Malcolm McClure stated, “But it didn’t matter, as we won it on appeal.”  That was a lie. 
McClure’s client, James Hubner, never appealed the conviction.  He just paid the fine and wore the defeat.  
 
However, if we look at what even Malcolm McClure tells us, we must be aware that something extremely strange has happened.
 
Malcolm McClure tells us that he treated the courtroom as though it was his little circus.  Such behaviour is not normally tolerated.  Malcolm McClure tells us that he was charged with contempt.  
 
When arrested, Malcolm McClure was found to have a recorder in his pocket, which Malcolm then tossed to one of his supporters.  
 
I’m still wondering why Malcolm McClure didn’t get six months in gaol for his continuous contempt of the court and of the Magistrate.
 
And then Malcolm McClure and ‘some of his supporters’ were then permitted to leave town in an unregistered motor vehicle.  And the police did nothing????????  
 
The only plausible explanation is that Malcolm McClure is a government spook.  Nobody would get away from committing the offences that Malcolm had unless he was working for a government Intelligence body.
 
My amazement was not yet complete.  At the end of Malcolm’s adventures, that most right-wing conservative body, the League of Right’s spokesman, Jeremy Lee got up and congratulated Malcolm on his persistence and courage, and stated that perhaps Malcolm could take over HASCO and let Himself (Jeremy Lee) retire.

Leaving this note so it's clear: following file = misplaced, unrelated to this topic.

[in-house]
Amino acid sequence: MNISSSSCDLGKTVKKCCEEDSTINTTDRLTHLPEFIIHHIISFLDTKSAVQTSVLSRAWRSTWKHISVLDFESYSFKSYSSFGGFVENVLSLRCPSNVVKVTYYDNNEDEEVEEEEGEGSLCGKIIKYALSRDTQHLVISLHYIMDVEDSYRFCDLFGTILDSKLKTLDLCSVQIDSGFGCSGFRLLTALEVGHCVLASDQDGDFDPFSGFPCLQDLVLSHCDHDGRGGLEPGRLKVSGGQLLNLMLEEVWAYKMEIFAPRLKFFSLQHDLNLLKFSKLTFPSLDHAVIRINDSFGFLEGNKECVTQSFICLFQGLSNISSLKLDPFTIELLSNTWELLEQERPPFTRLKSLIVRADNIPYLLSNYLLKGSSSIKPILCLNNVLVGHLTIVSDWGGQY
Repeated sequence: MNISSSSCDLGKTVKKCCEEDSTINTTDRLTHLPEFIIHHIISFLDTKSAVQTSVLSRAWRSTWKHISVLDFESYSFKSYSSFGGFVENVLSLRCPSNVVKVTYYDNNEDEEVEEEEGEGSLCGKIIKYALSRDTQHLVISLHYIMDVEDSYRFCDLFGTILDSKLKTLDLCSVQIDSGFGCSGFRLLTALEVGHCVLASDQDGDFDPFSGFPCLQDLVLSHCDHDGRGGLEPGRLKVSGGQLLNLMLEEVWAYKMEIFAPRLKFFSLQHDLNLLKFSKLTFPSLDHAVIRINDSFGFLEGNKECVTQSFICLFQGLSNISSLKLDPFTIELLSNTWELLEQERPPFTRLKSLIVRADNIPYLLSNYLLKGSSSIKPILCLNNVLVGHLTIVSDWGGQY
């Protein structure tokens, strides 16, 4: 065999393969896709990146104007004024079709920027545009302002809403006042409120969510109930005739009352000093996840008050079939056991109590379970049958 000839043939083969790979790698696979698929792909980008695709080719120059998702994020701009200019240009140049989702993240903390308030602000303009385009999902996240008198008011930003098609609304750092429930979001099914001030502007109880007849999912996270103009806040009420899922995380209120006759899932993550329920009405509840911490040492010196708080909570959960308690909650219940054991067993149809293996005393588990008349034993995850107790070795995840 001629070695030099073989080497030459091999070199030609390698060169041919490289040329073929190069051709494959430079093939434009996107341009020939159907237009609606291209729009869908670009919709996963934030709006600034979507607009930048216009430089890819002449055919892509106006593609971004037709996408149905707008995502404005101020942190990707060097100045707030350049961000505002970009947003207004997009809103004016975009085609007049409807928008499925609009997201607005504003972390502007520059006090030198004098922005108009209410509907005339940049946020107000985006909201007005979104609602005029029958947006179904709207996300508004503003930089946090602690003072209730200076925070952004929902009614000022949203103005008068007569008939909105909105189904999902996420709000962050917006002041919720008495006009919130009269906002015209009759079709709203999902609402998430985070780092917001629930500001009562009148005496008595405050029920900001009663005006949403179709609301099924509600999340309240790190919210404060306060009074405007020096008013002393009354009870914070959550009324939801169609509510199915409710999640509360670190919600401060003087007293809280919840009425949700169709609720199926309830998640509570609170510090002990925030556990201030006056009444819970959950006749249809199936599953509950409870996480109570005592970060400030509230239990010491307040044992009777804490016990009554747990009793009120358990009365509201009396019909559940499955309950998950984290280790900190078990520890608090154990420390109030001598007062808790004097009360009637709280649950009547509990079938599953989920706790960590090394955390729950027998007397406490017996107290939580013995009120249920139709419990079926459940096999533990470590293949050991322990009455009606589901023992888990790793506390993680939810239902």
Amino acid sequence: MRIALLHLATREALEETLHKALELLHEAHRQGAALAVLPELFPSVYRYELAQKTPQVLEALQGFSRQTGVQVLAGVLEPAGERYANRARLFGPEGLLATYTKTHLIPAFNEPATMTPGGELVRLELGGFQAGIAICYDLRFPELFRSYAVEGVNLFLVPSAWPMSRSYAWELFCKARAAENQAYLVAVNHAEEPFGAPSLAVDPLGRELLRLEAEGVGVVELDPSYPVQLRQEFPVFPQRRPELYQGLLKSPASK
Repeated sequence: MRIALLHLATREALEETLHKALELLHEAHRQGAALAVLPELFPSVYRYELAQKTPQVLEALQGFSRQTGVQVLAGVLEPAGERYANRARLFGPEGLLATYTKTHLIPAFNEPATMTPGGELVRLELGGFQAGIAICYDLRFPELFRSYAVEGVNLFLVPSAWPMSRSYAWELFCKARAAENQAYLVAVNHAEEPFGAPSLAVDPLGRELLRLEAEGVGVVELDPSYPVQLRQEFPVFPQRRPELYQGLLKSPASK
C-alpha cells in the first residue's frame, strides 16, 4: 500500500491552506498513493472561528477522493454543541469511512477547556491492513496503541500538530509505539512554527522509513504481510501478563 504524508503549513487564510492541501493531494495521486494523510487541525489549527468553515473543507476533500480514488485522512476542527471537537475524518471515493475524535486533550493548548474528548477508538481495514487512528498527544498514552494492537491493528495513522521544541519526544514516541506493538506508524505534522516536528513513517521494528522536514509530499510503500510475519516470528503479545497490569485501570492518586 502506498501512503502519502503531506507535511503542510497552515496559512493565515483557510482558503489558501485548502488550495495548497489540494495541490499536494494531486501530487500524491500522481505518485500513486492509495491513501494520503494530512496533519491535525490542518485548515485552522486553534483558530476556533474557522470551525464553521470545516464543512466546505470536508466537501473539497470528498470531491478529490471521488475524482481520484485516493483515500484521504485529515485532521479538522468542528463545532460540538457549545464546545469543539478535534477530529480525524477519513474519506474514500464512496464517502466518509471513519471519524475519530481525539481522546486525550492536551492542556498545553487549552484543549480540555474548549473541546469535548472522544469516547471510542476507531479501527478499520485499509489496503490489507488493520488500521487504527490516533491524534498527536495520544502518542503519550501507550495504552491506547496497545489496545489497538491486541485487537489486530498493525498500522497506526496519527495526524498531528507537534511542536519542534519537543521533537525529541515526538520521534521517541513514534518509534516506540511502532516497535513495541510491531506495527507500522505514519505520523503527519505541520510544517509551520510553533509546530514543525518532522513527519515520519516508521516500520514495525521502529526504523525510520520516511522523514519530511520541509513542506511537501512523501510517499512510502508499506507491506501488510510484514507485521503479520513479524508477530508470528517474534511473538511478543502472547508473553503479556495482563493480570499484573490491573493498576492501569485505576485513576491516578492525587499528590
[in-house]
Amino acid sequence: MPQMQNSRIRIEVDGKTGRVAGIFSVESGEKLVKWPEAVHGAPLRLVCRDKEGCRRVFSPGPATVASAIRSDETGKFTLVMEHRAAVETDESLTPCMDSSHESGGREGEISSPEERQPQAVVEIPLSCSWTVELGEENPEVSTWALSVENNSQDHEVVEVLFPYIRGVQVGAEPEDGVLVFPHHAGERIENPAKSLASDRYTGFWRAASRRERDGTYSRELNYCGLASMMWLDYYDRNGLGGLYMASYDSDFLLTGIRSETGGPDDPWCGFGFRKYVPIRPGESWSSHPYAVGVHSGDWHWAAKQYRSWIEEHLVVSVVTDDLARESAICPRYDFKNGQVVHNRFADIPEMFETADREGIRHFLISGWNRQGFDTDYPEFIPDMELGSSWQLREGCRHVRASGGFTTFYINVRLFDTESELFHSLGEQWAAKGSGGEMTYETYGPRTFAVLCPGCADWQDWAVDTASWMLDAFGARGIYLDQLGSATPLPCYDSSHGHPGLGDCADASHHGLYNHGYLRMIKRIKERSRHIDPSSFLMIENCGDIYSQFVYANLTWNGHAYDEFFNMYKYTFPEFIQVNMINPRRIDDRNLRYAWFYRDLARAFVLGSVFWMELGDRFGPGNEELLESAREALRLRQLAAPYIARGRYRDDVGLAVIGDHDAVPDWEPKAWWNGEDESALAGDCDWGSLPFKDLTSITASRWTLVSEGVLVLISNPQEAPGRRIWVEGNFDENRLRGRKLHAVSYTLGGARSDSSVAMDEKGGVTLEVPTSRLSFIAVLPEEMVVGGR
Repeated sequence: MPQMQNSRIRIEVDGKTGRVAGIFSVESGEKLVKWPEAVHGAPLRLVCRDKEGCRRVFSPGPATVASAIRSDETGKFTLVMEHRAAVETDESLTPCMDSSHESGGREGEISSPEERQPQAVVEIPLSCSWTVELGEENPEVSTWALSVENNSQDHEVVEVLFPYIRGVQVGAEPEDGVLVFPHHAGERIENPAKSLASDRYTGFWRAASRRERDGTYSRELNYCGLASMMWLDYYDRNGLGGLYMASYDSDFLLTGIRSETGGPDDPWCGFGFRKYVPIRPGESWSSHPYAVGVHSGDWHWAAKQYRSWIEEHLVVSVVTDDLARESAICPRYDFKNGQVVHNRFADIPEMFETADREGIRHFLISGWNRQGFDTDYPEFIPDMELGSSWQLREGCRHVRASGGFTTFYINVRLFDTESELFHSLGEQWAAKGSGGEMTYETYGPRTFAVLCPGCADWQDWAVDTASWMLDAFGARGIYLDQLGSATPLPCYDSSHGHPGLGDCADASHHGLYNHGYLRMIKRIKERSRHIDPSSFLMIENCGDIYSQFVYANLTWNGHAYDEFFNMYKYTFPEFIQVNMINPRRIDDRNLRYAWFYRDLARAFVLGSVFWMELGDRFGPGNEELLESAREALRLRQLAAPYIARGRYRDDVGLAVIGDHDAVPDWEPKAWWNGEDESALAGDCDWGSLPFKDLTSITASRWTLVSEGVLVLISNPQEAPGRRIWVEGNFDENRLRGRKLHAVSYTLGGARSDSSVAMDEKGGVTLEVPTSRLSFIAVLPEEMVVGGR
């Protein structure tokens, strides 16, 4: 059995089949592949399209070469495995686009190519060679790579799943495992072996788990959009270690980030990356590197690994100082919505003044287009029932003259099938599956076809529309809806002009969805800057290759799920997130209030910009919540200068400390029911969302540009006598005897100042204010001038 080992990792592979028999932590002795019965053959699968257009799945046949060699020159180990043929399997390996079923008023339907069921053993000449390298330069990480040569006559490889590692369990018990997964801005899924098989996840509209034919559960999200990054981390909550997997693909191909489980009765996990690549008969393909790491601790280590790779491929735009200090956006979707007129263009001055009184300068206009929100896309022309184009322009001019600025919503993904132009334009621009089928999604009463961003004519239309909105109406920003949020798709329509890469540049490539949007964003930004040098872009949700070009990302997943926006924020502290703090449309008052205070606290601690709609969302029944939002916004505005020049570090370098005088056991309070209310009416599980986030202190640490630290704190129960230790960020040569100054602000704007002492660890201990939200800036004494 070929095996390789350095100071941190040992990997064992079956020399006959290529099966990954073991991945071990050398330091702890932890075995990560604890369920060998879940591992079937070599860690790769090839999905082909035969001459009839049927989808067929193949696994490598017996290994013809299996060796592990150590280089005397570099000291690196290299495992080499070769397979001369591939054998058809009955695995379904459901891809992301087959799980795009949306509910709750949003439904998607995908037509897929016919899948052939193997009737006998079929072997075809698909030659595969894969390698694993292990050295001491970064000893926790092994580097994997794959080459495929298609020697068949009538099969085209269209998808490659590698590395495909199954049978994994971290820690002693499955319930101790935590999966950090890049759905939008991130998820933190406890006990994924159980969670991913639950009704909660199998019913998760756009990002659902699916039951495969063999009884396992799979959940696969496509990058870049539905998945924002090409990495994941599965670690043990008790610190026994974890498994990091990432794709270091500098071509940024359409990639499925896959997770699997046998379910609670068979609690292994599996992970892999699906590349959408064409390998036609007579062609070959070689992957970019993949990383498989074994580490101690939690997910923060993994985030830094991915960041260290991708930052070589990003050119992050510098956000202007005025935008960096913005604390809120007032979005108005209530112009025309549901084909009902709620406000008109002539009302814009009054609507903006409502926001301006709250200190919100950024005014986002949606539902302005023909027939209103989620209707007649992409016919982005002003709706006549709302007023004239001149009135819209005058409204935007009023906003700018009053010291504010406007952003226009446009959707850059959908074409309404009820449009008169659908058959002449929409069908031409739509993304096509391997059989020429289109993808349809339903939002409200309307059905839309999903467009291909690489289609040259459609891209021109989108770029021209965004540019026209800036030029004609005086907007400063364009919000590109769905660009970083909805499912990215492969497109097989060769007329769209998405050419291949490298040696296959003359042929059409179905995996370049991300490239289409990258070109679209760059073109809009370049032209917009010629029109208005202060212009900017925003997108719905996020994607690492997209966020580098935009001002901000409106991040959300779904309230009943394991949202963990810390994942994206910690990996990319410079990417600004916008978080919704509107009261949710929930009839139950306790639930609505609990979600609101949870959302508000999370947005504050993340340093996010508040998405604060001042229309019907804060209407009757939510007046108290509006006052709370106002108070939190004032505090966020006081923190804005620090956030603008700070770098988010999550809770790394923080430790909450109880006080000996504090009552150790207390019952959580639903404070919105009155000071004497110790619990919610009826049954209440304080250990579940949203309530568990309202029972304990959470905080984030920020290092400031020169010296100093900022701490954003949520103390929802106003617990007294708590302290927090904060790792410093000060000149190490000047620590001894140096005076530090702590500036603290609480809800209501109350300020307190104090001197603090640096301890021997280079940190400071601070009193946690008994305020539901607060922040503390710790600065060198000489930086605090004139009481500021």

Not to be outdone, Senator Len Harris, got up and applauded Malcolm’s resolve and stated that he, Senator Len Harris had been a member of ‘Upmart’ since 2001.  
 
Thus when Senator Len Harris told me in 2002 that he wasn’t certain of the legality of ‘Upmart’s’ stance on motor vehicle registration and licences, Senator Harris was being more than coy.
 
To test out my belief, I again went to the Geelong Police Station, and this time reported the matter to a ‘Duty Officer’, a policeman with the rank of Inspector.  
 
We had a good chat together, as we both knew some of the same former police members. 
The Inspector told me of similar problems they had with Malcolm McDougall, and that every complaint made by such people was automatically forwarded to the DPP’s office where the complaint was filed in the waste paper bin.  
 
The inspector also assured me that he would forward my complaint to the Geelong ‘Intelligence Unit’.
 
Two days later I received a telephone call from the Inspector implying that he had indeed spoken to the Geelong Police Intelligence Unit.  
 
The Inspector was very agitated.  He informed me that Malcolm McClure had done nothing wrong, and that it was perfectly normal for people to drive around in cars with their own personalised plates attached.  The Inspector couldn’t finish the conversation quickly enough.
 
In other words, even though Malcolm McClure’s vehicle appeared to have ‘Upmart’ registration plates on, those plates had to have been manufactured by ‘Vic Roads’ and both the plates and the vehicle were registered with ‘Vic Roads’. 

Thus Malcolm McClure was an ‘Agent Provocateur’ and ‘Upmart’ is an Intelligence body.